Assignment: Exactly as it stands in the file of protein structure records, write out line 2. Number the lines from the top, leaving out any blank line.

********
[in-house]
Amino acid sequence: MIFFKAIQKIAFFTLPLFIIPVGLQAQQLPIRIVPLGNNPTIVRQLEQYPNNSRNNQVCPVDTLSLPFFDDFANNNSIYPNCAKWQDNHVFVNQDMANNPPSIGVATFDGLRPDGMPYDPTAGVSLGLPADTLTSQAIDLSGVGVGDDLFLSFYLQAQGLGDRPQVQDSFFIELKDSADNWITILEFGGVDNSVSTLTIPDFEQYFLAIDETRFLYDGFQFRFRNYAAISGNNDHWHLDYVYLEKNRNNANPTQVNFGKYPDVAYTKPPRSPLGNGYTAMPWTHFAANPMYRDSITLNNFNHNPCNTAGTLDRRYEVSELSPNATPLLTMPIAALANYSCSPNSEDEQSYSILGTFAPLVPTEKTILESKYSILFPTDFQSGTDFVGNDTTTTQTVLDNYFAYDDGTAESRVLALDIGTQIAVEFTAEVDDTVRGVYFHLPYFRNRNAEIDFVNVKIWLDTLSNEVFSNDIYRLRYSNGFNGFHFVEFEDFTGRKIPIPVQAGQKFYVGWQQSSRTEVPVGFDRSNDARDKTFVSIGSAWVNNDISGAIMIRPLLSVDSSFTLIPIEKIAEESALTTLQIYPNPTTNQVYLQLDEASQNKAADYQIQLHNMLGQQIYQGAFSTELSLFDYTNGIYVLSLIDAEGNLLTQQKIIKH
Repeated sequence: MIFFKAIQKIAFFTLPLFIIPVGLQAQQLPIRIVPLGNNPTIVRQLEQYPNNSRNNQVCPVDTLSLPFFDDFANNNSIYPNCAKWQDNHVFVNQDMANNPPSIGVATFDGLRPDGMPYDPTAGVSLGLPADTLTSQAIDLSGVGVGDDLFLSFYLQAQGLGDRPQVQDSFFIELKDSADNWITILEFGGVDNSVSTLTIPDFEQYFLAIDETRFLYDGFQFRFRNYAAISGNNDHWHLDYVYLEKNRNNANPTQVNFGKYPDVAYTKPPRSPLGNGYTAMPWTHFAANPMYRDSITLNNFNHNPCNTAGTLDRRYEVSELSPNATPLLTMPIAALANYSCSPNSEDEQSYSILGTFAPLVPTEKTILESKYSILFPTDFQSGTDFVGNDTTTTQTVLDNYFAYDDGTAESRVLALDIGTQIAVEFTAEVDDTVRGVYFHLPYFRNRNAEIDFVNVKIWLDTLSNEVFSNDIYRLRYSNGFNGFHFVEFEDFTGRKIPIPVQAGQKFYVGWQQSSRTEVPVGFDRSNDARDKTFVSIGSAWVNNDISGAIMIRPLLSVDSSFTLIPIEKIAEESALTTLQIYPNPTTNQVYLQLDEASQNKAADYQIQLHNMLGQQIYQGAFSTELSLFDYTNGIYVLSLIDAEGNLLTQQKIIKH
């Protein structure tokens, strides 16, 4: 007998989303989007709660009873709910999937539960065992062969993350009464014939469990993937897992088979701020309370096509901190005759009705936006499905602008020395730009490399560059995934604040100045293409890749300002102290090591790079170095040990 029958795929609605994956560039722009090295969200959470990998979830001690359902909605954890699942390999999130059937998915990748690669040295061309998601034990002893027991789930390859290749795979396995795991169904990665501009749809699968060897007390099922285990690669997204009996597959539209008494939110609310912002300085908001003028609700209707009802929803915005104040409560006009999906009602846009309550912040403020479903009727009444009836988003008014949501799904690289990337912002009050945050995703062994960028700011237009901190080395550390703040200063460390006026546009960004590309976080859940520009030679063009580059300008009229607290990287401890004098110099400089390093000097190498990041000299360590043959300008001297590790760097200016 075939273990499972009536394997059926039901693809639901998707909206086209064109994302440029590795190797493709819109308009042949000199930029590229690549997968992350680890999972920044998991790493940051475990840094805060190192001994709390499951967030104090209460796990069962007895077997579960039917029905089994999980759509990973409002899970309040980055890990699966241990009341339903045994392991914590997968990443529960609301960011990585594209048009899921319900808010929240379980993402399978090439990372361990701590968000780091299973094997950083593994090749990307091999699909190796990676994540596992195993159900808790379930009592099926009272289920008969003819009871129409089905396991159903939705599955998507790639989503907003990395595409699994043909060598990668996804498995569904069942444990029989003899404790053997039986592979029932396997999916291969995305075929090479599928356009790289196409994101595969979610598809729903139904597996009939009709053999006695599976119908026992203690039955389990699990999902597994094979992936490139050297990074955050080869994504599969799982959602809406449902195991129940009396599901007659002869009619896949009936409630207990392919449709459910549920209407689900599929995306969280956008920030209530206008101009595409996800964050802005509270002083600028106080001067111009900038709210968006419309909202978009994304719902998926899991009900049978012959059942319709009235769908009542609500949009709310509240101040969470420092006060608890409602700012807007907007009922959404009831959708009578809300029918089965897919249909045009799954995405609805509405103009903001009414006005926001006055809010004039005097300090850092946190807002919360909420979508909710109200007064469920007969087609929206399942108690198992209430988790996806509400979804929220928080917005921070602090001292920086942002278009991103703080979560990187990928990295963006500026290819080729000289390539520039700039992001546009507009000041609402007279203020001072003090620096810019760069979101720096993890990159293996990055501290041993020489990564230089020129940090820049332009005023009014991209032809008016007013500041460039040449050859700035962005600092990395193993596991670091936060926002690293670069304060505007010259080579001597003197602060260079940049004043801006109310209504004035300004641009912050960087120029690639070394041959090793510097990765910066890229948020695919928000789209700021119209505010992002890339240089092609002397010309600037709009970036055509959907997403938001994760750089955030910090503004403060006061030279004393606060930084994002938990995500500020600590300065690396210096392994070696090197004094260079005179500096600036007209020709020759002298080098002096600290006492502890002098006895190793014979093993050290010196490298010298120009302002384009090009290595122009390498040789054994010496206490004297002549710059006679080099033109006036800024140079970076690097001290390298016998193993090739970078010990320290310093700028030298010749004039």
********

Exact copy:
Amino acid sequence: MIFFKAIQKIAFFTLPLFIIPVGLQAQQLPIRIVPLGNNPTIVRQLEQYPNNSRNNQVCPVDTLSLPFFDDFANNNSIYPNCAKWQDNHVFVNQDMANNPPSIGVATFDGLRPDGMPYDPTAGVSLGLPADTLTSQAIDLSGVGVGDDLFLSFYLQAQGLGDRPQVQDSFFIELKDSADNWITILEFGGVDNSVSTLTIPDFEQYFLAIDETRFLYDGFQFRFRNYAAISGNNDHWHLDYVYLEKNRNNANPTQVNFGKYPDVAYTKPPRSPLGNGYTAMPWTHFAANPMYRDSITLNNFNHNPCNTAGTLDRRYEVSELSPNATPLLTMPIAALANYSCSPNSEDEQSYSILGTFAPLVPTEKTILESKYSILFPTDFQSGTDFVGNDTTTTQTVLDNYFAYDDGTAESRVLALDIGTQIAVEFTAEVDDTVRGVYFHLPYFRNRNAEIDFVNVKIWLDTLSNEVFSNDIYRLRYSNGFNGFHFVEFEDFTGRKIPIPVQAGQKFYVGWQQSSRTEVPVGFDRSNDARDKTFVSIGSAWVNNDISGAIMIRPLLSVDSSFTLIPIEKIAEESALTTLQIYPNPTTNQVYLQLDEASQNKAADYQIQLHNMLGQQIYQGAFSTELSLFDYTNGIYVLSLIDAEGNLLTQQKIIKH